Note that FIG. 6 is a block diagram showing a relation between calculation of an “intellectual potential index” using these evaluation factors and calculation of an “estimated enterprise value”.

In this embodiment, details of evaluation factors and data used are explained as follows:

1) Technical innovation ability (an accumulation of investments in research and development in the past two periods);

2) Relationship (a stock turnover period: 365/(sales/average stock on hand in the previous period and the current period));

3) Productivity of employees (operating profit/average number of employees in the previous period and the current period);

4) Usability of facilities (operating profit/average tangible fixed assets in the previous period and the current period);

5) Expected future return (according to the random walk model, assuming that a residual profit in the next period is equal to a residual profit in the current period, a residual profit is calculated by adding investments in research and development in the current period to an operating profit after deduction of taxes and capital cost); and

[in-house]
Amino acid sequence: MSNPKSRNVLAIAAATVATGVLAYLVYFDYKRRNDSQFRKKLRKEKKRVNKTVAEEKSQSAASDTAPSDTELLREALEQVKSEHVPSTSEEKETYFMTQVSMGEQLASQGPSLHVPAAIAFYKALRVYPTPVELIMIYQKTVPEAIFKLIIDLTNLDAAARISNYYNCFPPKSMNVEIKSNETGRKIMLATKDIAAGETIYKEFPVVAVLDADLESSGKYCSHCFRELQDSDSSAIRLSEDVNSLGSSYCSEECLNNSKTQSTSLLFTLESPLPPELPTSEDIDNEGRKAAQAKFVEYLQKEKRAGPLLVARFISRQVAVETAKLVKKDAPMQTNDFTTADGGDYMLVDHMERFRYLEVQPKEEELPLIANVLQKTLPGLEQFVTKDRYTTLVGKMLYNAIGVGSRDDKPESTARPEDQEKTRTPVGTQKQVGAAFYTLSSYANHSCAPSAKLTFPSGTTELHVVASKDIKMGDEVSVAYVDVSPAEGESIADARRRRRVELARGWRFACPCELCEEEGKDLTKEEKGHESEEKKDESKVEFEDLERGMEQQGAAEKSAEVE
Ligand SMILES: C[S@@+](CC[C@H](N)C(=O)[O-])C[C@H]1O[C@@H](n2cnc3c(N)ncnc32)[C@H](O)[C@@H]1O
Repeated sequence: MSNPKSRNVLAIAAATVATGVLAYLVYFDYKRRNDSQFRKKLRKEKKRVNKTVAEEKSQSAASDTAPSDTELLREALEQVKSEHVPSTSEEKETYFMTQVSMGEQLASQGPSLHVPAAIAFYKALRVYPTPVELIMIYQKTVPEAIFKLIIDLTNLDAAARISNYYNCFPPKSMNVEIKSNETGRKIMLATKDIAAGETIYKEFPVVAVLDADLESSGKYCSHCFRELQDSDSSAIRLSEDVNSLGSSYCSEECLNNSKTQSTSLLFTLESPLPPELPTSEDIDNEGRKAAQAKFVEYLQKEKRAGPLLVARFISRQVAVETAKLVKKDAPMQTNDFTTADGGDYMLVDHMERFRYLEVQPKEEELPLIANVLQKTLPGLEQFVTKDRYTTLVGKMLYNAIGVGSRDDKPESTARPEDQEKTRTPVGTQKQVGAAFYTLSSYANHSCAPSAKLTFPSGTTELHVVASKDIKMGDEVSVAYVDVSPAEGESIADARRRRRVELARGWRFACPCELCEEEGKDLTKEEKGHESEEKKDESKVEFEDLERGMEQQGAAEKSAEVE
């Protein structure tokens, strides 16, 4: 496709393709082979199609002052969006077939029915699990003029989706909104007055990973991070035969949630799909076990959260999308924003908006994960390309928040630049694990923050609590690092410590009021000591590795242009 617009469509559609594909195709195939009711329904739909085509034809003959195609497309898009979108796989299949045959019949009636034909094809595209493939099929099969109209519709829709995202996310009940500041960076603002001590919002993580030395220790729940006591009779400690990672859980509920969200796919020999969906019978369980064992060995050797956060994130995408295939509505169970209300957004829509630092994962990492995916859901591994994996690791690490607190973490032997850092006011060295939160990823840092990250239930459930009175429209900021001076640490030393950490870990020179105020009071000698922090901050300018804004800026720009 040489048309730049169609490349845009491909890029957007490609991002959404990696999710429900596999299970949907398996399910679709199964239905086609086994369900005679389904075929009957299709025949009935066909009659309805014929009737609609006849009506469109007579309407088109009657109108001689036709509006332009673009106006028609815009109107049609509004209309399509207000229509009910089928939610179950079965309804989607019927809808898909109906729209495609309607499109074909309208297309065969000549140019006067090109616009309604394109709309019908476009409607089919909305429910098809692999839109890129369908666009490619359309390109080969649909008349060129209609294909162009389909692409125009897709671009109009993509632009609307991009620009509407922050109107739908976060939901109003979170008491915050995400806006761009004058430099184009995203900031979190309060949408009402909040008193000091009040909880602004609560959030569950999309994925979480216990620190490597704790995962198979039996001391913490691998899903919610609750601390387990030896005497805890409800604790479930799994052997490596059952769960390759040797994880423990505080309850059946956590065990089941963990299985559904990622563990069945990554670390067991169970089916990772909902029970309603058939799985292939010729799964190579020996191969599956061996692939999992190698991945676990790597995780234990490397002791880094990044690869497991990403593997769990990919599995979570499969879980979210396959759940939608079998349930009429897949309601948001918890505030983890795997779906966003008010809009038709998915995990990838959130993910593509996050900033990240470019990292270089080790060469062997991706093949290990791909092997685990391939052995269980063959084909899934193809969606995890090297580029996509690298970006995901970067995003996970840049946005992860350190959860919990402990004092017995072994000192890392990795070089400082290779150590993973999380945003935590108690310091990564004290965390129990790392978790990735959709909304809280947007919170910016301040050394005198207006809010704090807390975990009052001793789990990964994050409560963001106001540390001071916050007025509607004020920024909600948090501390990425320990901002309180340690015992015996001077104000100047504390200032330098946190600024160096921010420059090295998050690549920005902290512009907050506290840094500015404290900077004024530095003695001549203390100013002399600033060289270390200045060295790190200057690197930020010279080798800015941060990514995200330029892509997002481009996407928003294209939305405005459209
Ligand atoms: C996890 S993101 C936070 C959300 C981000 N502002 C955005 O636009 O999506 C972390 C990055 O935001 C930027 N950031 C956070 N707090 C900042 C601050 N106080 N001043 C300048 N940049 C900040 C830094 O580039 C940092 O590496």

6) Market point of view (an aggregate market value at the nearest settlement term end).

Among these evaluation factors, only the factor representing the “relationship” has a characteristic that, as a value of the factor is smaller, a larger future return is produced. Concerning a significant principal component, a principal component score coefficient should be minus for this evaluation factor.

This evaluation factor has an effect of making, when selecting one of plural principal components derived by a principal component analysis, the selection mechanical and easy. In addition, as described later, the aggregate market value used in the “market point of view” has an effect of controlling an effect caused by the difference in enterprise scale.

Note that the ratio of investments in research and development to an operating profit is not used as an index because the effect of using this ratio as an index prevents enterprises, which make practical use of development results of other companies in order to acquire profits efficiently, from having an advantage and prevents enterprises active in basic researches from being eliminated.